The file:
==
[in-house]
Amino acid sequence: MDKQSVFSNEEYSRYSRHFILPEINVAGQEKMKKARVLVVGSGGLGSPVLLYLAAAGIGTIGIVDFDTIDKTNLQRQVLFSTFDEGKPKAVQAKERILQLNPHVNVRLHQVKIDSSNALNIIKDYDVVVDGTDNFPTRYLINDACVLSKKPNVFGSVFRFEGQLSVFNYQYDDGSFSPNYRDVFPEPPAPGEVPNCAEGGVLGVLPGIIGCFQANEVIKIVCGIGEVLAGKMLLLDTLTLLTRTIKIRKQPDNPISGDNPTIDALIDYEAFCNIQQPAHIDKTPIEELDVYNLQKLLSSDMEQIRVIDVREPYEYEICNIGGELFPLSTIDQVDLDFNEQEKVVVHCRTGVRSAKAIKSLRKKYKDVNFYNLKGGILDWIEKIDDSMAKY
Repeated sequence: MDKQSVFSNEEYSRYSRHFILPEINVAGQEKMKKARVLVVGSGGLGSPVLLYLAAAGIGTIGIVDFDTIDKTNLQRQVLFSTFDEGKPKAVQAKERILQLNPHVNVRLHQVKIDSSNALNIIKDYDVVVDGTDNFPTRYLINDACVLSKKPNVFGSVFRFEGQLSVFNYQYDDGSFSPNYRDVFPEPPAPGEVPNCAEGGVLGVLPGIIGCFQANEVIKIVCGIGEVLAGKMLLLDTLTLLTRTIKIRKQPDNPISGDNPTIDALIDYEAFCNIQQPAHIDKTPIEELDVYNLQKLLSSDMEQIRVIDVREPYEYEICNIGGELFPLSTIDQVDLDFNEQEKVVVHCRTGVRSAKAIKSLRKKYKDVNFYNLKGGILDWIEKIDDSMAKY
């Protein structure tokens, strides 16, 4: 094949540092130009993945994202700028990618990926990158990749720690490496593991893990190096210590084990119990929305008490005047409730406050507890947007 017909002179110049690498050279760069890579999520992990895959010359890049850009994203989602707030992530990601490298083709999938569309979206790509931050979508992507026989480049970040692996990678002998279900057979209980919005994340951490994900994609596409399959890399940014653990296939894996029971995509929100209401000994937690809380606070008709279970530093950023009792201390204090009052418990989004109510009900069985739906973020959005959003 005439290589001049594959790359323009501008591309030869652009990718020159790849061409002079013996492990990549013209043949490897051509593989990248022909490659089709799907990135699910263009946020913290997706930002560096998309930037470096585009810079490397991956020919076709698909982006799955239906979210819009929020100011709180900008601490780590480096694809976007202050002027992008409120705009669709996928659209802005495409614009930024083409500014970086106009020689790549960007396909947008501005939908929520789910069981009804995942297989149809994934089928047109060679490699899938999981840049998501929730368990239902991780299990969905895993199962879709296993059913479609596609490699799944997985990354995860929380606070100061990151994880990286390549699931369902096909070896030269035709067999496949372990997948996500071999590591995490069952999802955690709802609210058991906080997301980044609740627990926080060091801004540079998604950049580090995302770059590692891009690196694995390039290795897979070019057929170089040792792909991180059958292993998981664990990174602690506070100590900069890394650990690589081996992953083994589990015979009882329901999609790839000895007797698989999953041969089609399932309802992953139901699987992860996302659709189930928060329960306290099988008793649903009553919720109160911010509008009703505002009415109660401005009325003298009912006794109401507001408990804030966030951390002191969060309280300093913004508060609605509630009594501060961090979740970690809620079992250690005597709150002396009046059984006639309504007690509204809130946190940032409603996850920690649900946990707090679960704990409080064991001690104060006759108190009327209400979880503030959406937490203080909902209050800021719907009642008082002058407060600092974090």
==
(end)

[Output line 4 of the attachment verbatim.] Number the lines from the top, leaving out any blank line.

């Protein structure tokens, strides 16, 4: 094949540092130009993945994202700028990618990926990158990749720690490496593991893990190096210590084990119990929305008490005047409730406050507890947007 017909002179110049690498050279760069890579999520992990895959010359890049850009994203989602707030992530990601490298083709999938569309979206790509931050979508992507026989480049970040692996990678002998279900057979209980919005994340951490994900994609596409399959890399940014653990296939894996029971995509929100209401000994937690809380606070008709279970530093950023009792201390204090009052418990989004109510009900069985739906973020959005959003 005439290589001049594959790359323009501008591309030869652009990718020159790849061409002079013996492990990549013209043949490897051509593989990248022909490659089709799907990135699910263009946020913290997706930002560096998309930037470096585009810079490397991956020919076709698909982006799955239906979210819009929020100011709180900008601490780590480096694809976007202050002027992008409120705009669709996928659209802005495409614009930024083409500014970086106009020689790549960007396909947008501005939908929520789910069981009804995942297989149809994934089928047109060679490699899938999981840049998501929730368990239902991780299990969905895993199962879709296993059913479609596609490699799944997985990354995860929380606070100061990151994880990286390549699931369902096909070896030269035709067999496949372990997948996500071999590591995490069952999802955690709802609210058991906080997301980044609740627990926080060091801004540079998604950049580090995302770059590692891009690196694995390039290795897979070019057929170089040792792909991180059958292993998981664990990174602690506070100590900069890394650990690589081996992953083994589990015979009882329901999609790839000895007797698989999953041969089609399932309802992953139901699987992860996302659709189930928060329960306290099988008793649903009553919720109160911010509008009703505002009415109660401005009325003298009912006794109401507001408990804030966030951390002191969060309280300093913004508060609605509630009594501060961090979740970690809620079992250690005597709150002396009046059984006639309504007690509204809130946190940032409603996850920690649900946990707090679960704990409080064991001690104060006759108190009327209400979880503030959406937490203080909902209050800021719907009642008082002058407060600092974090």